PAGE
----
ReQuest iQ Multiroom Audio Distribution System
Thousands of users have chosen ReQuest servers to store their music collections through the years, typically feeding their outputs to audio-distribution and control products made by others. Now, after sitting on the sidelines, ReQuest is breaking into audio distribution in a big way by addressing the most common shortcomings of similar systems: power and control.
The new ReQuest iQ multiroom audio-distribution system has two main components that create an eight-zone/eight-source audio system capable of serving up four simultaneous music streams. Two different touchpanels and a slick Web interface are available for controlling the system not only from your home but from anywhere in the world. What's more, ReQuest has thrown in a cool twist to iPod integration that should please even non-Pod owners. It all sounds smart - but can this iQ pass the test?
Setup Wiring the iQ is a breeze, with all cabling running to the two principal components, the Intelligent Media Server (IMS) and the Intelligent Multiroom Amplifier (IMA). The system comes in three sizes, referring to the number of uncompressed CDs it can hold. My sample included the 400-disc model ($6,499); 600 ($6,999) and 800 ($7,999) versions are also available.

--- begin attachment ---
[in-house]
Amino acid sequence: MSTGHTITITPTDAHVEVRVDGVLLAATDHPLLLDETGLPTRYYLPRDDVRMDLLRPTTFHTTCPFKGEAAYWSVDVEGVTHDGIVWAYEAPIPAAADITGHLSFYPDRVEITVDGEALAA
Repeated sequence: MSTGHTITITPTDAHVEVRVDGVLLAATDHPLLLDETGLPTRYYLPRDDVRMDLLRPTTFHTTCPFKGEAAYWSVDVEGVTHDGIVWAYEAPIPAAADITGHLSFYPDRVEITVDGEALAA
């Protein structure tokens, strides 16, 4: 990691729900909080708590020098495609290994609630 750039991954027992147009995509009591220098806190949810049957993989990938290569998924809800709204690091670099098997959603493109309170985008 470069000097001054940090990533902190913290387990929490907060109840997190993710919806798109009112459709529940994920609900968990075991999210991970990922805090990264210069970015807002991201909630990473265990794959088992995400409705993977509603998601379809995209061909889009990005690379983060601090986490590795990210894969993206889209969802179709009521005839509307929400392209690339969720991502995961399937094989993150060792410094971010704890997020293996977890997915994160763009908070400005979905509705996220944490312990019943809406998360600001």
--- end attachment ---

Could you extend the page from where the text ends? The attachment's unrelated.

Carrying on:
A single 15-inch TS.15 touchpanel connects to the IMS via USB and VGA cabling. Although there are ways to send VGA and USB signals lengthy distances over Cat5 cabling, this will need to be planned for if the IMS isn't centrally located. As many as eight of the smaller 3.5-inch iQ.TS35 touchpanels can be connected to the IMS via individual Cat5 runs. The IMS also has an Ethernet jack for Web connection and a two-way RS-232 serial port. Four sets of analog audio outputs correspond to the four available audio streams, with a set of optical and coaxial digital outputs carrying signals from Stream 1.
The IMS features composite-, component-, and S-video outputs. I was disappointed to discover that these are all disabled when the TS.15 touchpanel is connected to the VGA output, however. You get either the terrific touchpanel or an onscreen display, but not both.